Tina leans towards the television. She watches the dust of the galloping horses on the TV. The horses form clouds around the bobbing heads and torsos of the cowboys as they ride through the multitude of cattle that they herd through the countryside each week. Do they ever get tired of living like that? Tina thinks. I wonder where they are going when they are not on TV. How far do they go? Like from here to Bethel Springs. Tina wishes somebody knew the answers. Sometimes she just doesn’t believe her mother when she says they are not real. Her mother says they are actors doing their jobs, just like Aunt Fannie got paid to cook.
“Tina, come on now. They done called again, time to get ready to go.”
Tina rocks three more times in her favorite red and white fringed chair. She counts softly to herself to three and on the last rock she sticks out her chocolate coated legs like she is swinging. She smiles at her new black leather shoes and white lace socks. Tina loves how her legs make the socks look brighter. Her mama always buys Tina pretty stuff. Tina feels the ridges in her new red corduroy jumper with the white itchy shirt and a furry black velvet bow tied at the collar of her Peter Pan shirt. Just as Tina indulges in one last feel of her velvet tie, Pearl hollers for her. Tina catches the arm of her rocker, gently slowing the rocker; she hops into the kitchen, where her mother holds a dark orange bag in her hand.
“OK, baby girl, don’t be scared. The police is not going to bother you. Just look straight ahead. Act like they not there. If they try to make you talk to them, don’t look at them, don’t say nothing.” Pearl looks into the eyes of Tina to see if she understood. Searching her six year old face to see what instructions and comfort she could give her daughter that would ease the fears and settle her sweet trembling hands. Pearl hugs Tina and rubs her shoulders tenderly. From behind the living room door, Pearl retrieves Tina’s black double-breasted cashmere, fur-collared coat. Pearl admires the six gold buttons on the coat as she helps Tina put it on. Cain-Sloan’s in Nashville had the prettiest coats for little girls. The sales woman asked Pearl if she could afford this coat. Her question caused Pearl to suck in her breath and shake her head. Pearl knew she had more money in my pocket than the sales clerk made in a month. As long as Tina had to do what she was doing, she’s going have the best. And P.J. says she had to do it. Pearl would have cussed that woman out, but they would have beat her and put me in jail for being an uppity nigger. Who would care for my Tina? Pearl stands back and admires Tina’s dark orange bag on Tina magnifies the richness of the black cashmere coat. Pearl prays and hopes they won’t mess with her baby.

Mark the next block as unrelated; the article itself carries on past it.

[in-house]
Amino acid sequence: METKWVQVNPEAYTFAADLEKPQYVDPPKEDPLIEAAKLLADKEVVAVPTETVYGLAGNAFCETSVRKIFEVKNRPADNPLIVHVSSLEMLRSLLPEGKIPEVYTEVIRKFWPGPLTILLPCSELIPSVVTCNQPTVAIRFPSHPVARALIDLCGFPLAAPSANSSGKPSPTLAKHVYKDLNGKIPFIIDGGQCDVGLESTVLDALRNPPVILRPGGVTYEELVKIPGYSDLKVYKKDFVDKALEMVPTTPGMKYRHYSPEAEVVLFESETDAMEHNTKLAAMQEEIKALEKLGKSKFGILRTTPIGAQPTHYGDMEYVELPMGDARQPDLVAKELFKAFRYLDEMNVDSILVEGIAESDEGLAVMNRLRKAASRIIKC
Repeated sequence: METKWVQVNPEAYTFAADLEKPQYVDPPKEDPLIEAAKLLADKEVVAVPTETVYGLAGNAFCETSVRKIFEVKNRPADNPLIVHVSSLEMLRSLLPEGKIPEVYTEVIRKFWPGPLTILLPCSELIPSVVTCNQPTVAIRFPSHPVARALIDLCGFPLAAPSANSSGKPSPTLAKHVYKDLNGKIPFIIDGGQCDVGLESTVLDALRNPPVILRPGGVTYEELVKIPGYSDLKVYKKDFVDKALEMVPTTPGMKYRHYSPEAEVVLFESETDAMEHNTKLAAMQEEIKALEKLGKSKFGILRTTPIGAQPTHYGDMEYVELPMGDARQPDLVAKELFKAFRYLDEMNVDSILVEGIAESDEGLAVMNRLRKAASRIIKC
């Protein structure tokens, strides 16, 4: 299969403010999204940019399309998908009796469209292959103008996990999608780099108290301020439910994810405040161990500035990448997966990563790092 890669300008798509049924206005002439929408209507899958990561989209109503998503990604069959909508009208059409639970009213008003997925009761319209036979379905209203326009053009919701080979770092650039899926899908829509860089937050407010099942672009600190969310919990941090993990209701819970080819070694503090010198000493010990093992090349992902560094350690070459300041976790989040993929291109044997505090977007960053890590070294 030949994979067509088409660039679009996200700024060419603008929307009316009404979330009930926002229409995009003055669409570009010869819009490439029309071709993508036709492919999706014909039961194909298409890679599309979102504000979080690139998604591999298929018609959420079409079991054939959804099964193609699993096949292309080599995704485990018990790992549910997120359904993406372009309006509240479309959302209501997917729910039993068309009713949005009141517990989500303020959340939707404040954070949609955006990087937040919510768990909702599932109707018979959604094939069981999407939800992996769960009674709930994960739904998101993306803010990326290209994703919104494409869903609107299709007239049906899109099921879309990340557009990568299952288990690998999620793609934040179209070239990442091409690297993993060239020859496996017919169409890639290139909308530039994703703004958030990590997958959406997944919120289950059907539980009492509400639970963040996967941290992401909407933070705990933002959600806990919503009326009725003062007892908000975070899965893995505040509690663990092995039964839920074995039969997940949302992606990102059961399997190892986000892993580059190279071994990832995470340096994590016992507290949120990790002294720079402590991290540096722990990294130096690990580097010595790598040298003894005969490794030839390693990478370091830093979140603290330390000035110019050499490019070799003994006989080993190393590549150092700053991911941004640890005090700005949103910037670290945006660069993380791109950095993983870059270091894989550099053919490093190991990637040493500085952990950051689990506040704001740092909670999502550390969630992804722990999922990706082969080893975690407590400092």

“Tina, I’m going to call Marianne right now before you leave and tell her you are on the way. When you get there tell her to call and let me know you made it. Now remember what I said about the police. Tina nods her head slowly, fear already shaking her plump frame.
“They might be out there tonight,” Pearl whispers, “Now tell me what I said to do if you see them.”
Tina repeats the instructions to her mother. “I ain’t going to say nothing to them. I ain’t going to look at them neither.” Tina does not want to go, but she knows that P.J. will hit Pearl if she does not make the run.
Tina makes quick steps up the street. She thinks Marianne is a nice woman. She is always hugging Tina and telling her she is sweet and Tina is going be someone special. Marianne always has a new man buying half-pints, but I hear my mama telling her she need to stop that cause her husband going to show out on her.
Before going out the door, Tina whines and holds her stomach “My stomach hurts, I feel like I am going to puke.”
“Now Tina you start that mess every time. You got to go. That’s all it is too it. Now go on. Do like I told you,” Pearl demands.
Pearl puts the strap of the purse diagonally across Tina. She has wrapped the half-pints in newspaper so they won’t clang together as Tina walks up the street. Tina shuffles out the door of the house and steps onto the concrete slab of the porch. She walks down four steps and onto the short sidewalk lined with shrubs that leads to Cedar Street. Hale and Cedar Street are littered with children from all stations of life. Some children have nice parents who work every day in kitchens and white folk homes. Some children have smart parents who are teachers, insurance workers, and factory workers. These parents guard their children from Tina.